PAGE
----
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Table 1 Provenance of S. pneumoniae isolates used in this study

From: Seasonality and outbreak of a predominant Streptococcus pneumoniaeserotype 1 clone from The Gambia: Expansion of ST217 hypervirulent clonal complex in West Africa

Surveillance Method‡‡ Geographic Area‡‡ Year of study Age range studied Invasive, n (%) Carriage, n (%) Reference
Routine hospital surveillance Kombos, WR 1996–2003 1 day-78 years 93(73.2) - [1], this study
Treatment trial* URR & CRR 2004–2005 4–46 months - 7(19.4) This study
Hib vaccine trial** WR 1997–2002 < 6 years 26(20.5) - [9]
Pneumococcal vaccine trial* URR & CRR 2000–2004 2–29 months 8(6.3) - [13]
Pneumococcal vaccine trial* URR & CRR 2003–2005 12–23 months - 14(38.9) This study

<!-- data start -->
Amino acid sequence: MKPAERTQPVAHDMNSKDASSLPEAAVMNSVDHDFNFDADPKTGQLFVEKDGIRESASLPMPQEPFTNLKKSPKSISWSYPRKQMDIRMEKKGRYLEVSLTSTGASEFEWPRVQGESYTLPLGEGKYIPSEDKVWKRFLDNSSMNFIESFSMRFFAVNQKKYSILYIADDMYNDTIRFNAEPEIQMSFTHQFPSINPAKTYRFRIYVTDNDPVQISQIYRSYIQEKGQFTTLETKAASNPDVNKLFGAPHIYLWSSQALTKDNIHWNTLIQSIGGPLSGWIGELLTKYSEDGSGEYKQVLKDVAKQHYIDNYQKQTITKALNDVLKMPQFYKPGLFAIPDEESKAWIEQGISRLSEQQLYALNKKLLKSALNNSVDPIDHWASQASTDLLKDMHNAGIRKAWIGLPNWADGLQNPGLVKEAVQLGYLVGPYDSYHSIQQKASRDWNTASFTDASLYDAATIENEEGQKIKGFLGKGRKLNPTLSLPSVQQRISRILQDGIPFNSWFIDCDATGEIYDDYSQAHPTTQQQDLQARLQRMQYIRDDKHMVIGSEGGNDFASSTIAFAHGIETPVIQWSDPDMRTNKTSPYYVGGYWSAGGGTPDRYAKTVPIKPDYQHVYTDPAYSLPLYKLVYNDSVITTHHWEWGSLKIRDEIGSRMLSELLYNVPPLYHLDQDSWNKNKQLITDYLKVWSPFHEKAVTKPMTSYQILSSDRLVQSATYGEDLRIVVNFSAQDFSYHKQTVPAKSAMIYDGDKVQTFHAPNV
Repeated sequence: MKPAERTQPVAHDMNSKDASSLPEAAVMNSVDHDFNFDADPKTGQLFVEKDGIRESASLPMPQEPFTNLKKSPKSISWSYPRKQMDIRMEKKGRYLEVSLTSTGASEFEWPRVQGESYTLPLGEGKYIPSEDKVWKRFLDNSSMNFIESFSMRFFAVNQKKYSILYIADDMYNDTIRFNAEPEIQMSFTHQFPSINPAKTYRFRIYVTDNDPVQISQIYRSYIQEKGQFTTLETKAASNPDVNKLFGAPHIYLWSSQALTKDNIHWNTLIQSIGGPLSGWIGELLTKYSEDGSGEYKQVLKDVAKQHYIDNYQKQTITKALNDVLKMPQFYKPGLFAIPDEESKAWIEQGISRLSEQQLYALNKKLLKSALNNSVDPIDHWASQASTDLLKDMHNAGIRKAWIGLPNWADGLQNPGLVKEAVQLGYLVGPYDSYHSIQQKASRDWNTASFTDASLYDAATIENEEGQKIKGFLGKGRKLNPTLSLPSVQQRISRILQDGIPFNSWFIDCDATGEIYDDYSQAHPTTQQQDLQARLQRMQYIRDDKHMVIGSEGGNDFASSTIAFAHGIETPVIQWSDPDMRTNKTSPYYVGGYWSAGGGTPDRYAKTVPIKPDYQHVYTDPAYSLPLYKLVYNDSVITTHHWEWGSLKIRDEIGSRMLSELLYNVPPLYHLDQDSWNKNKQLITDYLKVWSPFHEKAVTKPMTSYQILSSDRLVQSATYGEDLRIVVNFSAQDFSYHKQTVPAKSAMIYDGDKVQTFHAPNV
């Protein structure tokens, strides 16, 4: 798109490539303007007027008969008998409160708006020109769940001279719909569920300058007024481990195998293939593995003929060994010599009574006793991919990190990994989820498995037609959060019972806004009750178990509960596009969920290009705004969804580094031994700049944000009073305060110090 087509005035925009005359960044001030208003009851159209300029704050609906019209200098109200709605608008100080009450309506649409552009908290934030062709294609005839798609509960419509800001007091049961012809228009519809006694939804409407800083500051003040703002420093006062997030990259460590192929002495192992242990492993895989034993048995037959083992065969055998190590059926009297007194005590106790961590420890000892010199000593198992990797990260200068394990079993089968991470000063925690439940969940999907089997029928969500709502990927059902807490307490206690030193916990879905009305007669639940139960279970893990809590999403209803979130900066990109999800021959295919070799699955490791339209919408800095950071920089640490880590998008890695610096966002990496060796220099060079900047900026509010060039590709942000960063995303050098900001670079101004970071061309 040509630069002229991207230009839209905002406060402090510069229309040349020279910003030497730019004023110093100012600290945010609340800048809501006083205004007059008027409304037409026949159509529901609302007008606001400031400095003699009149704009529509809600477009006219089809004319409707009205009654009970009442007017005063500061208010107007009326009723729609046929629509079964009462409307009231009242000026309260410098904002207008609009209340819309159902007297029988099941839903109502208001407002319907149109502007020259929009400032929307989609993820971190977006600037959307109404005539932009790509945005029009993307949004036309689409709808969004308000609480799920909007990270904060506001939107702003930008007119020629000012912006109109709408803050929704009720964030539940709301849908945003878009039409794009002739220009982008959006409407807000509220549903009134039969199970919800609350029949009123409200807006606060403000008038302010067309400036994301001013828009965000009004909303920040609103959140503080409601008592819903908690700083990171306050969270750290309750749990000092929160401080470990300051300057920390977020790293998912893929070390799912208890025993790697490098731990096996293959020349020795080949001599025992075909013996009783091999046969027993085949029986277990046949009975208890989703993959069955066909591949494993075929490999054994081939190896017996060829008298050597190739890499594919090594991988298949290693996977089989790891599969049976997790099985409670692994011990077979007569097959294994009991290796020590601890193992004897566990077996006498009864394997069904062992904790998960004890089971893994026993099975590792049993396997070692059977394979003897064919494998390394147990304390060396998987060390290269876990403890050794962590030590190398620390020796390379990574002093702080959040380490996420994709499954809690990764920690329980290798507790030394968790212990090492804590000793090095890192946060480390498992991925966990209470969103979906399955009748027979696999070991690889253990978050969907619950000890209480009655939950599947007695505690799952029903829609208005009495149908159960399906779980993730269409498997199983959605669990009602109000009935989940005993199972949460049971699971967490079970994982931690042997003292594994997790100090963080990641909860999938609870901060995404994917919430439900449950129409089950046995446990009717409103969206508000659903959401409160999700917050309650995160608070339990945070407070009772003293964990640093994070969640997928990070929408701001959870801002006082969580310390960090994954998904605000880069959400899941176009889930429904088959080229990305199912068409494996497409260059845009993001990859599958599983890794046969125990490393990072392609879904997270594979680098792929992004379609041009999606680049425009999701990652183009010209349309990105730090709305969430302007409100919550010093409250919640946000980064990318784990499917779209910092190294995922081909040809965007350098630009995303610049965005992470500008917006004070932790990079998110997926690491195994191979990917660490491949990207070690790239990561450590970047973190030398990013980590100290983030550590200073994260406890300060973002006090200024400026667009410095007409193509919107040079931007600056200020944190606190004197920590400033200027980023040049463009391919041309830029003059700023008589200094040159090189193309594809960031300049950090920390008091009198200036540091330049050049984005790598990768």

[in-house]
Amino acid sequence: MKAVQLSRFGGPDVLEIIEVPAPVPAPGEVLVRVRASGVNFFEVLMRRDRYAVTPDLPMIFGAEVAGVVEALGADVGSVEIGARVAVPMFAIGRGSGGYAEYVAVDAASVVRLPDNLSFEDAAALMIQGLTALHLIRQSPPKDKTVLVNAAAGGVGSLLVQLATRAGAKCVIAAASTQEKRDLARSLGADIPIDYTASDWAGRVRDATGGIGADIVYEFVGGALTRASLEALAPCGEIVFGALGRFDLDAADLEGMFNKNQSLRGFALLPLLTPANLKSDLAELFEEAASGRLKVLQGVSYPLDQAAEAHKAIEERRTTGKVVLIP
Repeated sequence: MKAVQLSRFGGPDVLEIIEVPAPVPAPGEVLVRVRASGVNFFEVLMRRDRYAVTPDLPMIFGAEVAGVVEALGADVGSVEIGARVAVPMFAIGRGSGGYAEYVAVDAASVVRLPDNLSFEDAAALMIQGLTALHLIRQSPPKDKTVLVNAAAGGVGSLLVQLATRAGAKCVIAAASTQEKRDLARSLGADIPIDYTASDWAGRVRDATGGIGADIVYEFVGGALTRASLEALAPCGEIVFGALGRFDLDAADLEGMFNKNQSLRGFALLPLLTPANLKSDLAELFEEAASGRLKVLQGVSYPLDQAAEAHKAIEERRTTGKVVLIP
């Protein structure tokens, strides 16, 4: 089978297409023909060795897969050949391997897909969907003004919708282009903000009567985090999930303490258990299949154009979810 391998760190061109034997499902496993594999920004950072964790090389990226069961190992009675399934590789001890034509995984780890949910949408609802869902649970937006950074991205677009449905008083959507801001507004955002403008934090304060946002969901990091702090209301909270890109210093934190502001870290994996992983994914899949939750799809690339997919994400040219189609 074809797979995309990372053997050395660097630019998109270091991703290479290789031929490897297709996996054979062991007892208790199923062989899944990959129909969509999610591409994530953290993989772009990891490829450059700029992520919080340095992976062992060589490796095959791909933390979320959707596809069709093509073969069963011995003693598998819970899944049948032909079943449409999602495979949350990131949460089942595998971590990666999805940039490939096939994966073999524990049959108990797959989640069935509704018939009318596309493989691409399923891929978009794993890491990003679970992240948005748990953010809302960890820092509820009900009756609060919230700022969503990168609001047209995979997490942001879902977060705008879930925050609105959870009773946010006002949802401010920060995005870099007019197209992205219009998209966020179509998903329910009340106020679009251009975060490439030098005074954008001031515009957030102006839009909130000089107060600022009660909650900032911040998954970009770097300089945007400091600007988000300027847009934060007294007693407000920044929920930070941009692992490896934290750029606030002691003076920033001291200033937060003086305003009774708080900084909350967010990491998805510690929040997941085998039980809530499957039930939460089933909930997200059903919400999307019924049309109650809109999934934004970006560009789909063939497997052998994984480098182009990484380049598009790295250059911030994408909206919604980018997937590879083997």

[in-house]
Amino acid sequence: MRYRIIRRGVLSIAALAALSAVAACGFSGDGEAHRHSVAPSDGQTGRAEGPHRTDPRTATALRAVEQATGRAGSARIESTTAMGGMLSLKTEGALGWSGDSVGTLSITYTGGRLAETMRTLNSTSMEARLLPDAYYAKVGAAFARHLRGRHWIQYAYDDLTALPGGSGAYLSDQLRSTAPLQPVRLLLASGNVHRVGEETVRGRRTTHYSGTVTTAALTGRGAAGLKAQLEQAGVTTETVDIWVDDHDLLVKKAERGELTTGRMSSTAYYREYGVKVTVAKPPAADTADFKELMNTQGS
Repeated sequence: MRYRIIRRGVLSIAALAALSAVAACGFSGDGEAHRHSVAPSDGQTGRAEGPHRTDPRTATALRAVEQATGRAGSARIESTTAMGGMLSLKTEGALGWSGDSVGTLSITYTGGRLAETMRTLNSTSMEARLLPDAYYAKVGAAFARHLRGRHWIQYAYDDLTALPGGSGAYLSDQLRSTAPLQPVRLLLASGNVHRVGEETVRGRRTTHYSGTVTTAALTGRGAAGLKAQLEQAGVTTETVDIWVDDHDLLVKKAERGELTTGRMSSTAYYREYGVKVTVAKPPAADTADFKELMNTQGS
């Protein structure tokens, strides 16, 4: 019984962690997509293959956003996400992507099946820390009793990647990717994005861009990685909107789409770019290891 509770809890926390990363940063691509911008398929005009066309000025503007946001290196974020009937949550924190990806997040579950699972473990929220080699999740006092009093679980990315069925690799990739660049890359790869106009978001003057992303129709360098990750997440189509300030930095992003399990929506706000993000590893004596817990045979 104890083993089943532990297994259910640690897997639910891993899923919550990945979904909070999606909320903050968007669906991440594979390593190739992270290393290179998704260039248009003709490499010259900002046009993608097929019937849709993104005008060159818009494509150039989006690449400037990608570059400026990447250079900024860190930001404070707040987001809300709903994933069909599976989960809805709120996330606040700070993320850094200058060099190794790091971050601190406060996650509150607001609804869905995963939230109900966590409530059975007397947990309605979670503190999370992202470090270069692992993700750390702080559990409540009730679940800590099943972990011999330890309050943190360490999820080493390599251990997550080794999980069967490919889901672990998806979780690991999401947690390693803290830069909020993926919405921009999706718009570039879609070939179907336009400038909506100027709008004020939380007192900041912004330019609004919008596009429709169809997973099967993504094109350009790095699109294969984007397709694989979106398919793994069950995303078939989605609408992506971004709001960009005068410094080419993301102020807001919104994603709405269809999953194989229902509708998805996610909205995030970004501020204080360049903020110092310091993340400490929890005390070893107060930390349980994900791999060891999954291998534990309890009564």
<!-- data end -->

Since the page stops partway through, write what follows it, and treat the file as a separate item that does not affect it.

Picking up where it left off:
Carriage study WR 2004–2006 0.5–70 years - 15(41.7) [7, 12]
Total - - - 127 (100) 36 (100)  
  1. Isolates were collected from patients who presented routinely to the MRC outpatient clinic in Fajara, The Kombos [1].
  2. *Isolates were collected during prospective studies or trials of vaccines or pneumonia case management regimens with a standardized surveillance system for invasive pneumococcal disease. Subjects may have been randomised to receive the nine-valent pneumococcal vaccine (5 isolates were from 4 PCV-vaccinated children and 3 isolates were from 2 non-PCV-vaccinated children) [9].or high dose amoxicillin [20], unpublished].
  3. **Subjects were investigated for invasive bacterial disease during the course of an Hib vaccine effectiveness study [13].
  4. n, refers to the number of serotype 1 isolates
  5. ‡‡Kombos (urban, rural, and peri-urban), WR; Western Region (urban), CRR; Central River Region (rural) and URR; Upper River Region (rural).
  6. Notes: There is one year overlap between invasive and carriage isolates